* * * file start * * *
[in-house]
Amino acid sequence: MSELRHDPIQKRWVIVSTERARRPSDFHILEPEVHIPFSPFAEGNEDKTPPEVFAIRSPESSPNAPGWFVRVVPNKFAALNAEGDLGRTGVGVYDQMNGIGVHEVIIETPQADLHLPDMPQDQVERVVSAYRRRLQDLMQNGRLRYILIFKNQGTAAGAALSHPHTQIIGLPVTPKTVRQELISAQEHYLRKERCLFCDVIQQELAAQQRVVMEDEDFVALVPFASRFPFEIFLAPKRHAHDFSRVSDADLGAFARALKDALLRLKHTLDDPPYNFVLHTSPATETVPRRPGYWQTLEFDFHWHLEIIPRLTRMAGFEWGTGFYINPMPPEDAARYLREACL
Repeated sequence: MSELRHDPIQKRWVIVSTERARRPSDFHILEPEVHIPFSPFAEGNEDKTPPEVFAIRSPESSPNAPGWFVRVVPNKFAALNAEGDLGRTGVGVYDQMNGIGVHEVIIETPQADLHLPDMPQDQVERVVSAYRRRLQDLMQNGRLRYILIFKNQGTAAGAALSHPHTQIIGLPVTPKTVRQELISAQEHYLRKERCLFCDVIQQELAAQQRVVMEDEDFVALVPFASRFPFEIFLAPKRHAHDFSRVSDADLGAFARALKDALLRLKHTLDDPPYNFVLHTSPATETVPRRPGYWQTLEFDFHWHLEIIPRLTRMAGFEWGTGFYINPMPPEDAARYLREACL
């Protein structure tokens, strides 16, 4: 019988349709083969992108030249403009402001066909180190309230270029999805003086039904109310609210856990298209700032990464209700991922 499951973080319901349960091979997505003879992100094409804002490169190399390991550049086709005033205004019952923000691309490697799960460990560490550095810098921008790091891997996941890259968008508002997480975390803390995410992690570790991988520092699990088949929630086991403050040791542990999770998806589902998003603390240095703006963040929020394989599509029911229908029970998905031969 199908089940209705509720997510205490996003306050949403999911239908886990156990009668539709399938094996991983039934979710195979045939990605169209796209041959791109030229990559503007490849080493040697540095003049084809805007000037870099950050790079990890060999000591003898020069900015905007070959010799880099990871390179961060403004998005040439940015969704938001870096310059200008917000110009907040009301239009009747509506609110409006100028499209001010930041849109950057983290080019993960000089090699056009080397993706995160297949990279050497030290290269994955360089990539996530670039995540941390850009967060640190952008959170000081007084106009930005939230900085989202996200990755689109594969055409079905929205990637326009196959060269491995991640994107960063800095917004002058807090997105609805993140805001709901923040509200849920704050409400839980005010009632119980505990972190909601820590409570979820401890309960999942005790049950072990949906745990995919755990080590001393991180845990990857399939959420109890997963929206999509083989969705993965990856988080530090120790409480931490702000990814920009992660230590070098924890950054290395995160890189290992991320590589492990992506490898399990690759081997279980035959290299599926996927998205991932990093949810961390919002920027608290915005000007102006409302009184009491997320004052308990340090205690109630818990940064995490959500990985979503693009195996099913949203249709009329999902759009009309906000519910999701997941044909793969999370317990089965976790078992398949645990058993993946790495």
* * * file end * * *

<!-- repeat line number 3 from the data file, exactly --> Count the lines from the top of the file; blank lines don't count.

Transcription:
Repeated sequence: MSELRHDPIQKRWVIVSTERARRPSDFHILEPEVHIPFSPFAEGNEDKTPPEVFAIRSPESSPNAPGWFVRVVPNKFAALNAEGDLGRTGVGVYDQMNGIGVHEVIIETPQADLHLPDMPQDQVERVVSAYRRRLQDLMQNGRLRYILIFKNQGTAAGAALSHPHTQIIGLPVTPKTVRQELISAQEHYLRKERCLFCDVIQQELAAQQRVVMEDEDFVALVPFASRFPFEIFLAPKRHAHDFSRVSDADLGAFARALKDALLRLKHTLDDPPYNFVLHTSPATETVPRRPGYWQTLEFDFHWHLEIIPRLTRMAGFEWGTGFYINPMPPEDAARYLREACL